According to Kirsty, growers that like varieties such as Orwell and Cassia are likely to find comfort within KWS Hawking. “It’s a low-risk variety, with no real weaknesses. For growers that like varieties such as Orwell, but are looking for something new, this seems like a natural progression.”

It could easily become the leading two row variety in the short to mid-term
Simon Minns, Managing Director of James Mortimer

From a merchant’s perspective, Simon Minns of North Yorks-based grain and seed merchants James Mortimer, believes Hawking will have considerable appeal to growers and the trade with the potential to become the leading two row barley variety in some regions.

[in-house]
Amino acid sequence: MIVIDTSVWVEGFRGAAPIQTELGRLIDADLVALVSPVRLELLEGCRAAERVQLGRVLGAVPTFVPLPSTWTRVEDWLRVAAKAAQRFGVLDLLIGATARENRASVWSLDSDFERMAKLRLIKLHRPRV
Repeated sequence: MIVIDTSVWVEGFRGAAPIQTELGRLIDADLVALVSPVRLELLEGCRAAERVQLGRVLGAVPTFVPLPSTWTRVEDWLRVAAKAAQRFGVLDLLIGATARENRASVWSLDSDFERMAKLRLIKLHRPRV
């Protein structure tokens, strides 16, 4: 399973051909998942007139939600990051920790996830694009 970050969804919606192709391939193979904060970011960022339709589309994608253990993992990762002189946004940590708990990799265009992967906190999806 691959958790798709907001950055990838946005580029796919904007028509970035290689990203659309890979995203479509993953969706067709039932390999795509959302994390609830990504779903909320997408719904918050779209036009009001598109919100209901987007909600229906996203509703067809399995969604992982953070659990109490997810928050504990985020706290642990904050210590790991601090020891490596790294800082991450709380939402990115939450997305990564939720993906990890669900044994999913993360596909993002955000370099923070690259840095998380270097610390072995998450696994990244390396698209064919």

“Hawking is a logical step forward for many producers as it offers the same short straw length as Orwell to provide security of harvest, but with yields on par with Gimlet. It’s the best of both worlds.

“I can see a lot of Orwell growers moving over to Hawking but there will also be those from other varieties as it doesn’t require the same attention to detail around PGR use as others and that’s a big bonus for many.”

The trade will take to it very quickly, too, not just because of the variety’s versatility and performance but also as its appeal is easy for growers to understand, he adds.

“It’s the complete all-round package. A strong variety from a well-recognised and successful breeding programme allied to class-leading security of harvest, high yield and improved disease resistance.

“I honestly don’t think there are too many drawbacks with Hawking, and I imagine it will be in demand from mixed farmers and purely arable producers, alike.